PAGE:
"Dynamics of tourism development and..." refers background in this paper

  • ...Hypothetical models of resort life cycles have been suggested by Noronha (1976), Butler (1980) and Singh (1983). According to Butler, tourism development consists of six stages such as exploration- discovery of the area by tourists; involvement- first signs of appearance of small facilities and increased tourist arrivals; development evolution of the destination from a small scale provider of tourist services to one dominated by tourism industry (impacts are most likely to occur during this stage); consolidation- this is the stage when tourist arrivals begin to level off and the negative impacts begin to be recognized by the host society on a large scale; this is followed by stagnation during which growth of new tourist arrivals stops which may lead to rejuvenation - when another round of development begins - or decline, when tourists lose interest in the destination....


  • ...Hypothetical models of resort life cycles have been suggested by Noronha (1976), Butler (1980) and Singh (1983)....


05 Feb 1998
Abstract: Foreword Preface The context, the issues, a global over-view - Environment, tourism: a marketing perspective Global environmental issues International summary of tourism and environment: Northern Europe, Mediterranean and North America International summary of tourism and environment: East Asia & Pacific, Caribbean, Eastern Europe and Rest of the World Travel and tourism: the world's largest industry The environmental significance of holiday and leisure tourism Managing tourism for sustainability at specific destinations - Managing tourism: the local destination focus Managing tourism at local destinations: the public sector role Managing tourism at local destinations: the private sector role The marketing processes for sustainable tourism at destinations The issues and cases of good management practice in the main sectors of travel and tourism - The 'R' word guide to corporate action on sustainability Sustainability in the accommodation sector, with international illustrations Sustainability in visitor attractions sector Sustainability in the transport sector, with international illustrations Sustainability in the tour operator sector, with international illustrations International cases of good management practice for sustainability - Quicksilver Connections Ltd, Barrier Reef, Australia Kruger National Park, South Africa Edinburgh's Old Town, UK Anglian Water Services, Rutland Water, UK Ironbridge Gorge Museum, UK Epilogue - Positive visions for sustainable tourism Appendices - Select glossary of useful environment, tourism and marketing terms Environmental regulations, market mechanisms and self-regulatory codes of conduct influencing the tourism industry Select bibliography Index.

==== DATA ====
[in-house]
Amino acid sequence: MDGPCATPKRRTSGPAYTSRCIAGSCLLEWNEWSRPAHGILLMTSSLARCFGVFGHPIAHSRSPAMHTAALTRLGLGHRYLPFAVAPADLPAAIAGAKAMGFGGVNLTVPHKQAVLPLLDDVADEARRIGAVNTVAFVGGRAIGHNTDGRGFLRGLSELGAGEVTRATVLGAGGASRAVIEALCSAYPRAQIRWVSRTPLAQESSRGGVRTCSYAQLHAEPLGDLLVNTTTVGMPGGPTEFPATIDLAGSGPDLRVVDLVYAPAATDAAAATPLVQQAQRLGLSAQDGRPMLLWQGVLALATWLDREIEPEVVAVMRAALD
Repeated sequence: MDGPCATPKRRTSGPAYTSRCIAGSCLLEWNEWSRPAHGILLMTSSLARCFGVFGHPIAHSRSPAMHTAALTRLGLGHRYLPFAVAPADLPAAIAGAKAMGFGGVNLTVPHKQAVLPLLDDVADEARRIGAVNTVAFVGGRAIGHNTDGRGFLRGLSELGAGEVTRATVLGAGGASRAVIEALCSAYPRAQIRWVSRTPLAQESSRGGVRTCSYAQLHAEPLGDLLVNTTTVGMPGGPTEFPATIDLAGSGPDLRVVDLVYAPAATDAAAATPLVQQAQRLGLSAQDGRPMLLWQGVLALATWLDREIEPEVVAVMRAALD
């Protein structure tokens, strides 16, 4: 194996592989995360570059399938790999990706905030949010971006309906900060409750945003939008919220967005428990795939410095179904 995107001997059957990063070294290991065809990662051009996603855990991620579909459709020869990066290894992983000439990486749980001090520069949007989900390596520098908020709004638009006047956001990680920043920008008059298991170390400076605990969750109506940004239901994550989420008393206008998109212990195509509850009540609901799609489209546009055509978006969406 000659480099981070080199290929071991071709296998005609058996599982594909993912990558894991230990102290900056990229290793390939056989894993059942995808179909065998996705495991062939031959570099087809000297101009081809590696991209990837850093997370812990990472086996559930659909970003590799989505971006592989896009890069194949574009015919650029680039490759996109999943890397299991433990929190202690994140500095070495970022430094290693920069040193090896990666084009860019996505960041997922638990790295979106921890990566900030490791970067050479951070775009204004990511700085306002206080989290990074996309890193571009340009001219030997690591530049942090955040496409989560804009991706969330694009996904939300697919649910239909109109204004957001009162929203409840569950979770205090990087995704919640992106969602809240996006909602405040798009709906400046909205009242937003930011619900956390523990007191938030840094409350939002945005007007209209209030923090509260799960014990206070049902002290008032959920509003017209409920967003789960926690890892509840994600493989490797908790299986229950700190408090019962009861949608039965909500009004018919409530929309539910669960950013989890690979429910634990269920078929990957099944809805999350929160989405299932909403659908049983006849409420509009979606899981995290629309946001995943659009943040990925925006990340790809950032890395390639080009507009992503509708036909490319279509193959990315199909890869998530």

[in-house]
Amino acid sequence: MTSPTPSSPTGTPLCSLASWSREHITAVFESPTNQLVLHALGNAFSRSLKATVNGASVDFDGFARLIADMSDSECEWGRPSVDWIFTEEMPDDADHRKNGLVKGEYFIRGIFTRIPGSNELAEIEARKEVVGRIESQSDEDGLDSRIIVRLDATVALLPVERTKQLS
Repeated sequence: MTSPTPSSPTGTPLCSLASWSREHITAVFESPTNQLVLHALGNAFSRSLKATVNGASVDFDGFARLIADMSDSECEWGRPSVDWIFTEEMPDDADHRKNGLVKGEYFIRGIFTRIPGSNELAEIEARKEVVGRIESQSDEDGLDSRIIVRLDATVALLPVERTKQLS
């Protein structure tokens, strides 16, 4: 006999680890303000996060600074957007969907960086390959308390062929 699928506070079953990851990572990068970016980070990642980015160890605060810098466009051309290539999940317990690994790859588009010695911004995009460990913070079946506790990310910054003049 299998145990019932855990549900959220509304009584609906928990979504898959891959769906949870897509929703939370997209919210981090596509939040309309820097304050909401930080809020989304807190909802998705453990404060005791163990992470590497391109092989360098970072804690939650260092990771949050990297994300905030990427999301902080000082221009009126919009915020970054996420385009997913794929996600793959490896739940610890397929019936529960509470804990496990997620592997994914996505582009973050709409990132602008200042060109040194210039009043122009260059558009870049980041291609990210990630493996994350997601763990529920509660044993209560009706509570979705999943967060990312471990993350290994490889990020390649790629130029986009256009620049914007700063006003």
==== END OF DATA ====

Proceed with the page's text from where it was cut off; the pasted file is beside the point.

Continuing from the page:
418 citations

01 Oct 1994

105 citations